Diaries, letters and journals
29 February 2008Add to My Folder
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The leaflet features a range of recounts – diaries, journals and letters – all with a Family theme: a fictional diary extract from the hilarious Dear Dumb Diary series by Jim Benton (Scholastic); a factual letter from Sir Ernest Shackleton to his daughter Cecily, conveying his emotions during his attempt to rescue his men from Antarctica in 1916; an extract from Queen Victoria’s diary revealing fascinating details of her thoughts on her wedding day in 1860; and, finally, a piece from Roald Dahl’s Boy, focusing poignantly on his time at kindergarten in 1922‑3.
These teachers’ notes accompany the PRINT ONLY guided reading leaflet in Literacy Time PLUS for ages 9 to 11 March 2008
- Look at the structure of each text and identify the genre.
- Discuss the differences between autobiography and biography.
Children should: be aware of the differences between autobiographical and biographical writing; know the features of diary writing; have had experience of writing their own extracts. An understanding of the historical context of Queen Victoria, Ernest Shackleton and Roald Dahl would also be an advantage.
- Read each extract and identify/define unfamiliar vocabulary (eg, imposing, procession, blurred).
- Appraise each text quickly – consider value, quality and usefulness.
- Briefly discuss the main points of each text and any issues raised.
- Construct a mind map, setting down all the main events in each extract. Next to each event, write down the author’s feelings – eg, Shackleton has not seen his daughter for two years – regret, sadness, guilt.
- Ask questions to explore the major issues in each extract – eg, Did Dahl feel scared when he rode his new tricycle to school? How did he feel when he started kindergarten?
- Infer each writer’s perspective from what is written and from what is implied – eg, Shackleton’s description of the boat so as not to scare Cecily (‘This is a funny little ship I am on…’).
- Explore how each writer uses language for comic and dramatic effects and uses different structures to create coherence and impact. Dear Dumb Diary is written like a private conversation between the reader/writer. In Victoria’s diary, pomp and ceremony is revealed through the use of quite simple language and listing of eminent people. How can we tell that Dear Dumb Diary and Boy were written more recently?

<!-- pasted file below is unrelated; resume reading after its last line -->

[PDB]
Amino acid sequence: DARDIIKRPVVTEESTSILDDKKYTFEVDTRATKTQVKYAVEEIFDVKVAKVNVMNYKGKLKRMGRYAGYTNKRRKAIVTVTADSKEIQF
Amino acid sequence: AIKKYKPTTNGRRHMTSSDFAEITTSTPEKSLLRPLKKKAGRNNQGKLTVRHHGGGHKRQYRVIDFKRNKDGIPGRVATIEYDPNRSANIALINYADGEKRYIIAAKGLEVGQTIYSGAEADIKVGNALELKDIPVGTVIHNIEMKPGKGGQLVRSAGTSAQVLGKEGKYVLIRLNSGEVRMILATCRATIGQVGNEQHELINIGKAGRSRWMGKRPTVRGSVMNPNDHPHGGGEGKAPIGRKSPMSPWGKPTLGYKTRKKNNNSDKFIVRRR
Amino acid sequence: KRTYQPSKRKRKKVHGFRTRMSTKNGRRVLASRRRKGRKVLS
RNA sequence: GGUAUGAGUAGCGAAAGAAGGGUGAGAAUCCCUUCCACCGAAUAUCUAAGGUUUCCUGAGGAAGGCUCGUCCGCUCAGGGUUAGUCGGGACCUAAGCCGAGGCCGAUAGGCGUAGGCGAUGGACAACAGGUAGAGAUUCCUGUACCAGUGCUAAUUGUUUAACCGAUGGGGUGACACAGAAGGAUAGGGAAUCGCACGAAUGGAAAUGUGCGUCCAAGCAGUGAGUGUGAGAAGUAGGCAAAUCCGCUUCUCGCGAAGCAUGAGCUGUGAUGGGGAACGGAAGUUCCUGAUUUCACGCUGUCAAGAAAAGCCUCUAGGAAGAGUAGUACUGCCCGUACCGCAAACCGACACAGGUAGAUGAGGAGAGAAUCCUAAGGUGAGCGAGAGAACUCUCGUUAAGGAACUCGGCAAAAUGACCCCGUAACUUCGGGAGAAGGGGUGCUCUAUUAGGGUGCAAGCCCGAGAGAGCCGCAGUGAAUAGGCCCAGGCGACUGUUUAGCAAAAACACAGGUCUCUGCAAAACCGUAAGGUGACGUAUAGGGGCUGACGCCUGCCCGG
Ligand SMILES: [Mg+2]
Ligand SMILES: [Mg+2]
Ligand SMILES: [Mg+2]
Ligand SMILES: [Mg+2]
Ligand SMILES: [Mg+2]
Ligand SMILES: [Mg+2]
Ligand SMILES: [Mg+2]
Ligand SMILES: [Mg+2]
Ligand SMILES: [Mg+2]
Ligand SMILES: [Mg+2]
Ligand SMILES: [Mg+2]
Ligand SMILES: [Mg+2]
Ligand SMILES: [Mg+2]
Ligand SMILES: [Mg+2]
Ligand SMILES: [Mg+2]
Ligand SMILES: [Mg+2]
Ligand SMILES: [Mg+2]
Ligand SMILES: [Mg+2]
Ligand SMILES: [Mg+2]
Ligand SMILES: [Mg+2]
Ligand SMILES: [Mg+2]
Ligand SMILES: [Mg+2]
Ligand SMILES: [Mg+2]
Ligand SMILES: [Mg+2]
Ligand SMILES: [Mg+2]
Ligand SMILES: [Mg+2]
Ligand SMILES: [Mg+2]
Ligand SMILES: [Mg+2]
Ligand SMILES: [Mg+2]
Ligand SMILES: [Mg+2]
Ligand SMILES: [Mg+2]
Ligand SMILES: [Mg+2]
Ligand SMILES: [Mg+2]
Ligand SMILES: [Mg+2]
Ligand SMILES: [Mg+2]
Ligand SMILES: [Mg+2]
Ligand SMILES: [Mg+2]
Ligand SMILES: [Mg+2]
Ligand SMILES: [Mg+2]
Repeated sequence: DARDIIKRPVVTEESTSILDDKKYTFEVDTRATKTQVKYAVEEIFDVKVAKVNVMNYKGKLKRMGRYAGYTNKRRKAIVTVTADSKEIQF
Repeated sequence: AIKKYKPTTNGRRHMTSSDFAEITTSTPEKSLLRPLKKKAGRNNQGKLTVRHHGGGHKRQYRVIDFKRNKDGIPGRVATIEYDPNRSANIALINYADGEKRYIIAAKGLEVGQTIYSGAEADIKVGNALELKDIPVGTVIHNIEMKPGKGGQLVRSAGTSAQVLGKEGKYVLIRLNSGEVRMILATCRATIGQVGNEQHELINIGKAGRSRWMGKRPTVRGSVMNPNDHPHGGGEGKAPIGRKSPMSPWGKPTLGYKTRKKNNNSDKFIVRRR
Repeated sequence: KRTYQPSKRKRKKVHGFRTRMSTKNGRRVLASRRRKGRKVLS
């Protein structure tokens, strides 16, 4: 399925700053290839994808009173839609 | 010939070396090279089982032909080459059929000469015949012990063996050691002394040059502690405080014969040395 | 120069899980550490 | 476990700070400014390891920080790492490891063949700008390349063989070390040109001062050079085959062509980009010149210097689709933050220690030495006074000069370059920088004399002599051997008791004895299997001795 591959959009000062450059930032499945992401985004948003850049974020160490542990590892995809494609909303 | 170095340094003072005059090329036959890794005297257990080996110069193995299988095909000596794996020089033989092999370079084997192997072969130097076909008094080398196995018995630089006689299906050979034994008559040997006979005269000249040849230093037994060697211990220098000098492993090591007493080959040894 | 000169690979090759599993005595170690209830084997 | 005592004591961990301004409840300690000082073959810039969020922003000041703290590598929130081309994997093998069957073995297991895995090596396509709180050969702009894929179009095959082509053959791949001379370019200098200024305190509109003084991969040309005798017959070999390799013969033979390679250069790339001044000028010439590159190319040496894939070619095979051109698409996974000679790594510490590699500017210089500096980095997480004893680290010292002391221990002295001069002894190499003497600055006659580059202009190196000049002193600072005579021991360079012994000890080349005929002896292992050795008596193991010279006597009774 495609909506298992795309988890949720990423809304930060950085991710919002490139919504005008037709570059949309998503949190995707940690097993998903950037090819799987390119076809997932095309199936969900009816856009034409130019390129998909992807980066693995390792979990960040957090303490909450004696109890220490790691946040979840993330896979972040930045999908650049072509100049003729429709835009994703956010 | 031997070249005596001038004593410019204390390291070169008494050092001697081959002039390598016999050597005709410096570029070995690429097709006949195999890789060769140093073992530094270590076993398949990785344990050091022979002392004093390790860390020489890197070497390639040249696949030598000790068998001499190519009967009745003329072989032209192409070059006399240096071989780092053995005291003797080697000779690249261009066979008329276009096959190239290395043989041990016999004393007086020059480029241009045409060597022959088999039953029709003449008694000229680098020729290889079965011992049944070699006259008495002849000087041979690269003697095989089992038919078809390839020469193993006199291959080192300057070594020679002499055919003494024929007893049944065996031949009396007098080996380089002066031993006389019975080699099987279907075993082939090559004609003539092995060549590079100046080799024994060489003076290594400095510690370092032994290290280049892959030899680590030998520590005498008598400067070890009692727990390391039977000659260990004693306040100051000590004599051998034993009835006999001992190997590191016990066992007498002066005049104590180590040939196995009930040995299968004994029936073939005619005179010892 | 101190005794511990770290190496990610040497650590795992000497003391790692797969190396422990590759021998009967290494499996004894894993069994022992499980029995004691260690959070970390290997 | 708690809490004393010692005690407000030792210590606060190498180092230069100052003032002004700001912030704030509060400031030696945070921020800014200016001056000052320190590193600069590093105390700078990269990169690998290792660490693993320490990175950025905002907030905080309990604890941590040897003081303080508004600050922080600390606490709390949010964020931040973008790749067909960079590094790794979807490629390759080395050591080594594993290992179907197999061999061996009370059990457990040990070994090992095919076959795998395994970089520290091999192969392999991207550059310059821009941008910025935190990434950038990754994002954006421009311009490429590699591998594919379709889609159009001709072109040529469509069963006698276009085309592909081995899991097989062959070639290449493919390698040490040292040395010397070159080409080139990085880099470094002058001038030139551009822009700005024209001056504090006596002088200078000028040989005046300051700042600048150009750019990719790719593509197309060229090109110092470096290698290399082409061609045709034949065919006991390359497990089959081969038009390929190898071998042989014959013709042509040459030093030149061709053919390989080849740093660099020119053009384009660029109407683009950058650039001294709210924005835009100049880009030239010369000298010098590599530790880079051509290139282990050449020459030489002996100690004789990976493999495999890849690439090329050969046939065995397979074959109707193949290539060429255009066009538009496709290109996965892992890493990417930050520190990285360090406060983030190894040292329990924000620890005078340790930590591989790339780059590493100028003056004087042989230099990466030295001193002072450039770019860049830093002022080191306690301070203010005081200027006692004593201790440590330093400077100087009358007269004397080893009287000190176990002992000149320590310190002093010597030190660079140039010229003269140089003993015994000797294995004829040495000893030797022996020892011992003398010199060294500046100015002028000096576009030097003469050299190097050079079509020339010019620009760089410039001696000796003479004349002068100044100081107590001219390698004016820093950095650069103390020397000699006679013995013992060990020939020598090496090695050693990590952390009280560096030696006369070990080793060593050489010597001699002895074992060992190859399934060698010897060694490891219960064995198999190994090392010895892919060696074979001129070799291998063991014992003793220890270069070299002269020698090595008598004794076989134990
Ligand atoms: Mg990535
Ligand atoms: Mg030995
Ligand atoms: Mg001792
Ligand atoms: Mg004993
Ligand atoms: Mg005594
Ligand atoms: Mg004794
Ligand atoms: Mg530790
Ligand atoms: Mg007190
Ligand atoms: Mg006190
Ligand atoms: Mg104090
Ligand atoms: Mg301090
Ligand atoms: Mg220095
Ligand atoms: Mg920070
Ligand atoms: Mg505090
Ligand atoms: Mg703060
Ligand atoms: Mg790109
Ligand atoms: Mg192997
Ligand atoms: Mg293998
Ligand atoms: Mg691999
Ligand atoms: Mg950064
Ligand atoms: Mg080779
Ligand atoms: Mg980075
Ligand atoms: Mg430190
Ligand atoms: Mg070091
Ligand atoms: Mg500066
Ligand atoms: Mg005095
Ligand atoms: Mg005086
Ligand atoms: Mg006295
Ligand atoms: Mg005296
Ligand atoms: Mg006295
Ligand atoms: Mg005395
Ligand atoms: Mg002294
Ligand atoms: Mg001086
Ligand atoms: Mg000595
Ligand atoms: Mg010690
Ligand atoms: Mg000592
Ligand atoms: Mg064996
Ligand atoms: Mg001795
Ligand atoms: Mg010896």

- Which extract do the children like best and why?
- Set up four ‘experts’ who have read and understood each extract. Then create separate ‘home’ groups who send one member to each ‘expert’ to elicit information about each extract. The members feedback the results to their ‘home’ group. This consolidates understanding and encourages the children to translate the information into their own words.
- Invite individuals to present persuasive arguments as to why they think a particular extract is the more powerful or enjoyable to read.
- Devise a drama performance of Shackleton’s letter. Have Cecily in the foreground, reading the letter, and Shackleton and crew members acting out the rescue attempt in the background.
Ideas for writing
- Challenge the children to write a diary entry covering a special event in their lives – dramatic or humorous. Encourage the use of paragraphs to achieve pace and emphasis. Alternatively, write a diary of a topical or historical event from the viewpoint of a key figure. Use different styles of handwriting to convey historical times and consider appropriate language, text structure and vocabulary choices.
- Use ICT to present the diaries effectively.
Key learning outcomes:
- To present a spoken argument;
- To use dialogic talk and work in role to explore ideas, topics or issues;
- To infer writers’ perspectives from what is written and implied;
- To adapt sentence construction to different text‑types, purposes and readers;
- To compare how writers from different times and places present experiences and use language.
Speaking and listening
Use hot-seating and role play to explore the themes in the extracts. Eg, a teacher/child could take on the role of Shackleton, Queen Victoria, Jamie and Roald Dahl to convey the feelings of hope, pride, rebellion, guilt and excitement evident in their extracts. Elicit questions using different question types to bring out the characters’ deepest thoughts. Try framing questions formally and informally – eg, formal way for Queen Victoria, informal for Jamie. Add props for interest. During the hot-seating, make notes using the activity sheet.